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Returned goods crucial to e-tailers

Although Americans will return $5.8 billion worth of goods bought online by 2005, new research says e-tailers without a means of reselling those goods stand to lose big bucks.

Regardless of the product, both online and offline merchants know that retail goods are a little like boomerangs: Some of them are bound to come back.

Americans will return $5.8 billion worth of goods bought online by 2005, according to a Jupiter Research study released Thursday. But Jupiter Research, a division of New York-based Jupiter Media Metrix, found that Web merchants without a means to resell returned goods stand to lose big money.

Many merchants that have survived the dot-com meltdown probably thought they had the problem of returned merchandise licked. In the infancy of e-commerce, companies spent large sums of money building systems that let customers mail back unwanted or damaged merchandise with as few headaches as possible.

No best practices existed then. They learned as they went along. However, they did not go far enough, according to Jupiter.

"Companies must maximize the value of reclaimed goods by improving" the way they handle goods that are returned, the report said.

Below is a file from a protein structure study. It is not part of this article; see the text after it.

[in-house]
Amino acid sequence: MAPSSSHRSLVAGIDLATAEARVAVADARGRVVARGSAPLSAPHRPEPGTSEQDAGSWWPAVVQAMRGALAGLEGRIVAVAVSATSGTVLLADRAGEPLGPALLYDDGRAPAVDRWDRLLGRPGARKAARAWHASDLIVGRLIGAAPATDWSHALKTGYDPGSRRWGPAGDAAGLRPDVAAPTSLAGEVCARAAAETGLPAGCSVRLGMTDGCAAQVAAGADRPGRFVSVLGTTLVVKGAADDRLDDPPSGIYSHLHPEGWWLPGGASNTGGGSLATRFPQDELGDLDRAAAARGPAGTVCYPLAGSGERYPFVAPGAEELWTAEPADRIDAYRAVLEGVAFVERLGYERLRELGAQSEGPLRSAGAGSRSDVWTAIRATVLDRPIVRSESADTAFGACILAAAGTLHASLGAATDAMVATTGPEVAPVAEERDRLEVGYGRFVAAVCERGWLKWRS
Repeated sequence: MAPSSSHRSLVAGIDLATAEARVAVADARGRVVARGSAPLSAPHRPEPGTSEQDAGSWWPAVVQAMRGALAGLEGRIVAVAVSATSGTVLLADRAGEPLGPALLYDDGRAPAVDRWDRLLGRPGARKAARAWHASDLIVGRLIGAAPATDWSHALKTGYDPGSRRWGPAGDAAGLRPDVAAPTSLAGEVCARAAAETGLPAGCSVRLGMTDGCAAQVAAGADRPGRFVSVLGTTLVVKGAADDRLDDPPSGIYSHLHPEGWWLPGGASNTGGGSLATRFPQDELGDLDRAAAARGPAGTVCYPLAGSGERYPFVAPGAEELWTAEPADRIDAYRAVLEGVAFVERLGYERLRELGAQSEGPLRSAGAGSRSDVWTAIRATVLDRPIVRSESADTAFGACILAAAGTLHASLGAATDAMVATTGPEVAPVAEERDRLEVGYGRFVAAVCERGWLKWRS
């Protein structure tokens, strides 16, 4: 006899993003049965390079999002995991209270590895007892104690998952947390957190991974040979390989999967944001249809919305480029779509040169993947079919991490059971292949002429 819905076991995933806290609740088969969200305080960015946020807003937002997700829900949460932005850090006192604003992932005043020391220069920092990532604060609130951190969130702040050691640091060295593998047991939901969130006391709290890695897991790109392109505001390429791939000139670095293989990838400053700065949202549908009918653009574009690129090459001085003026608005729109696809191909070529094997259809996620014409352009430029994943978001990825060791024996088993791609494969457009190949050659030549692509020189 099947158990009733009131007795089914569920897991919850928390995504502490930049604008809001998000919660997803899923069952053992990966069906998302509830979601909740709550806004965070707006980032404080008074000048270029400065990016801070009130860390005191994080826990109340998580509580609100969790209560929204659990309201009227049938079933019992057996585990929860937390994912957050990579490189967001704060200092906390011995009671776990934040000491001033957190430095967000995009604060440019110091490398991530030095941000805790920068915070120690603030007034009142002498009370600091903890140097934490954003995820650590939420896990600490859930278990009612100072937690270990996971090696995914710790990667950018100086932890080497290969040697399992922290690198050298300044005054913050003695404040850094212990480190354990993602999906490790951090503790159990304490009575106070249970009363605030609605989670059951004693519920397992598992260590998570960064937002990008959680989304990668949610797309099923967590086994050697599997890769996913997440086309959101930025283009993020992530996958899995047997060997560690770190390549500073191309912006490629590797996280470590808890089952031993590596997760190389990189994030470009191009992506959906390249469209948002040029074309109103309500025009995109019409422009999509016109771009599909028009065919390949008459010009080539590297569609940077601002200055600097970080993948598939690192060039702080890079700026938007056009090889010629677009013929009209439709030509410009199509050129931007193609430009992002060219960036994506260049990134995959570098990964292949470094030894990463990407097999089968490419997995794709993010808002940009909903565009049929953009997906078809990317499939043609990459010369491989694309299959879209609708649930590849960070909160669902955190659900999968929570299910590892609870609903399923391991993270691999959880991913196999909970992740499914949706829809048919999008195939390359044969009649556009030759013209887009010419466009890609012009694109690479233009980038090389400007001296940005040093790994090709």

Holding onto returned merchandise is expensive. Companies have to refund money, pay workers to handle the goods, and depending on the size of the product, make room for goods that can take up valuable warehouse space.

Jupiter said companies should create ways to learn why the customer returned the item, then find out the "root cause" of the problem to prevent it from occurring again.

"Companies need to learn more about why their consumers are returning goods," said Darren Bien, a Jupiter analyst. "The data they collect will be the only way for them to reduce returns, identify trends, and most importantly, quickly redistribute the goods."

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